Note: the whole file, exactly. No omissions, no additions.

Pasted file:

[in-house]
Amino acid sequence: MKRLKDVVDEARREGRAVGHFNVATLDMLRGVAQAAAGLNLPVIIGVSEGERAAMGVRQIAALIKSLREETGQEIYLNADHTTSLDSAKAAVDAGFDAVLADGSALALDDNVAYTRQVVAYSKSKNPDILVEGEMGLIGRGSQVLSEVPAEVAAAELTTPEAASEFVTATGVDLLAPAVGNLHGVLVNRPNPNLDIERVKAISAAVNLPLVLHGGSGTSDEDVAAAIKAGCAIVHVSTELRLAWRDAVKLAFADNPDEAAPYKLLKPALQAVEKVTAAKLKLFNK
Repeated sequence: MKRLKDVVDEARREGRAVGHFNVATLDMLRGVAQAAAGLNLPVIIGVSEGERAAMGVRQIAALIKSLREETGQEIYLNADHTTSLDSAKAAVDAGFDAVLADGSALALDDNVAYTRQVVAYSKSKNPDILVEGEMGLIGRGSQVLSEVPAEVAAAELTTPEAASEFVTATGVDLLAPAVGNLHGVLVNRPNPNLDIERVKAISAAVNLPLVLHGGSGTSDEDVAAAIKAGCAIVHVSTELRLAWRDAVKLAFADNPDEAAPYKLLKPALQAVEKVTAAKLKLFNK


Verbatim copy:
[in-house]
Amino acid sequence: MKRLKDVVDEARREGRAVGHFNVATLDMLRGVAQAAAGLNLPVIIGVSEGERAAMGVRQIAALIKSLREETGQEIYLNADHTTSLDSAKAAVDAGFDAVLADGSALALDDNVAYTRQVVAYSKSKNPDILVEGEMGLIGRGSQVLSEVPAEVAAAELTTPEAASEFVTATGVDLLAPAVGNLHGVLVNRPNPNLDIERVKAISAAVNLPLVLHGGSGTSDEDVAAAIKAGCAIVHVSTELRLAWRDAVKLAFADNPDEAAPYKLLKPALQAVEKVTAAKLKLFNK
Repeated sequence: MKRLKDVVDEARREGRAVGHFNVATLDMLRGVAQAAAGLNLPVIIGVSEGERAAMGVRQIAALIKSLREETGQEIYLNADHTTSLDSAKAAVDAGFDAVLADGSALALDDNVAYTRQVVAYSKSKNPDILVEGEMGLIGRGSQVLSEVPAEVAAAELTTPEAASEFVTATGVDLLAPAVGNLHGVLVNRPNPNLDIERVKAISAAVNLPLVLHGGSGTSDEDVAAAIKAGCAIVHVSTELRLAWRDAVKLAFADNPDEAAPYKLLKPALQAVEKVTAAKLKLFNK